Today, the last Dodge Viper rolls off its Conner Avenue assembly plant and into the annals of history. RT/10, GTS, GTS-R, SRT-10, ACR-X, Carbon, two generations and over 25,000 examples later, Chrysler finally sets its wild child to rest. Goodnight, sweet prince, and flights of angels sing thee to thy rest.
If the Viper were a beer, it would be a King Cobra: messy, but gets the job done. If it were a band, it would be Mötley Crüe, umlauts and everything. Side-mounted pipes and a front end that could eat toddlers was Dr. Feelgood’s recipe to kickstart anybody’s heart. A brash, two-middle-fingered, gun-blazing, aviator-wearing rock star of a car, the Viper rang true to the engineer’s law of simplicity that provided for its charm. A hood that stretched into next week, on top of a monster V10 engine lifted from a pickup truck, in front of a coal-bin interior sitting on top of a rear suspension also lifted from a truck. It was to be the next Cobra: a ludicrous engine in a small car that proved the axiom that there’s no replacement for displacement. That’s what Bob Lutz had intended, back in 1989 when he was helming a company that built K-Cars and whose most exciting vehicle was a FWD compact hatchback with a Japanese motor and a 30-year old nameplate reflecting a racetrack it never raced on. Unsurprisingly, the Viper dropped like a spaceship. Its mere presence was one way to get people to look at wood-paneled Caravans.
The Viper has always been a car that baffled Europe: a car it frowns upon with haughty snobbery, prides in never building, secretly yearns to do so, but forgets that it already does. And Europeans will take note at the fact that it’s more sophisticated than it lets on to be. Where the RT/10 roadster was impractical in the same way Denver International Airport’s Blue Mustang would be in your living room, the GTS coupe actually buckled down and decided to do something about this racing business. Ask the French about the GT2’s class victories at LeMans three years in a row. Ask Team Oreca (a French team) about winning the Rolex 24 Hours of Daytona in 2000, 12 Hours of Sebring, and the five FIA GT Championships. Ask Zakspeed about its three overall victories at the 24 Hours of Nuburgring. Oh, and speaking of the Nurburgring, the Dodge Viper ACR obliterated Porsche’s, BMW’s, and Nissan’s finest in the neverending penis-lengthening manufacturer circle jerk that are Nurburgring laptimes. Not bad for a car that revels in its lack of traction control. (USA! USA! USA!)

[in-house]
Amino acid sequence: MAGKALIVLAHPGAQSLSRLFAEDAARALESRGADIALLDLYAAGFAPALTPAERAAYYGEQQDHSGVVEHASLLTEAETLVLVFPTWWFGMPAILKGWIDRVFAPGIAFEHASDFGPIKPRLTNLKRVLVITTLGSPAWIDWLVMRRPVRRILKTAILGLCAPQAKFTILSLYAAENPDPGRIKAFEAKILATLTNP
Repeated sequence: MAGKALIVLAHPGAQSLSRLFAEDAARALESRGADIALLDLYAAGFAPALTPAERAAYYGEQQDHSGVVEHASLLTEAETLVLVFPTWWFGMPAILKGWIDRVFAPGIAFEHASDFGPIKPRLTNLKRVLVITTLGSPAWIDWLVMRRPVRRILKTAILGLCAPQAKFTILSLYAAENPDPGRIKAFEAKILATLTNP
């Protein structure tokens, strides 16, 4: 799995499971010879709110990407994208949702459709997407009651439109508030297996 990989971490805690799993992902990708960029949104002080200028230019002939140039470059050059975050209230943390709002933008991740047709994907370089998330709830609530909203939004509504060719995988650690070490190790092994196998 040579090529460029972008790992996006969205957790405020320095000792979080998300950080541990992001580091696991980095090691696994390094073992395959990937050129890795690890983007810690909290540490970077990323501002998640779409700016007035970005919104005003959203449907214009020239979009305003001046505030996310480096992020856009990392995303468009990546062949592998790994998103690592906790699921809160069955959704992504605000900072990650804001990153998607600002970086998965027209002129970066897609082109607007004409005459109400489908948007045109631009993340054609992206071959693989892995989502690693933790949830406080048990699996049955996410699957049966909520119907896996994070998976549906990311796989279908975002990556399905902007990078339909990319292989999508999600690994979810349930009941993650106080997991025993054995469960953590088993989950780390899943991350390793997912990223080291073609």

So what’s there to drive now if you’re looking for that patented combination of batshit insanity and civil egregiousness? A Corvette ZR1 comes closest, but you’d have to disable its ESP first. A Caterham feels too clinical, too focused on track-day time-shaving to be dramatic about it. Sure, it’s got side pipes, but they can’t set off as many car alarms. A Lamborghini, if you’ve got the dough? You could build a Factory Five Cobra, but what makes you think your average Viper owner is going to spring for so much manual labor? Who has time for that? Not when there are tires to smoke, preschoolers to frighten, neighbors to enrage, police officers to annoy, burnouts to do, status quos to flaunt (or reinforce, depending on your point of view), hairpieces to blow off in the wind, bleach-blonde bimbos to pick up.
And so it is perhaps fitting that this all-American car dies on Fourth of July Weekend, a weekend of noise, fireworks, brash patriotism, and potential risk of injury. I can’t think of a more appropriate send-off than amidst blaring rock music, explosions, fiery barbeques, and the sound of beers being shotgunned. It’s what the Viper would have wanted.
As for the workers, where will they go after 18 long years of building the dream? Something tells me they’ll be alright.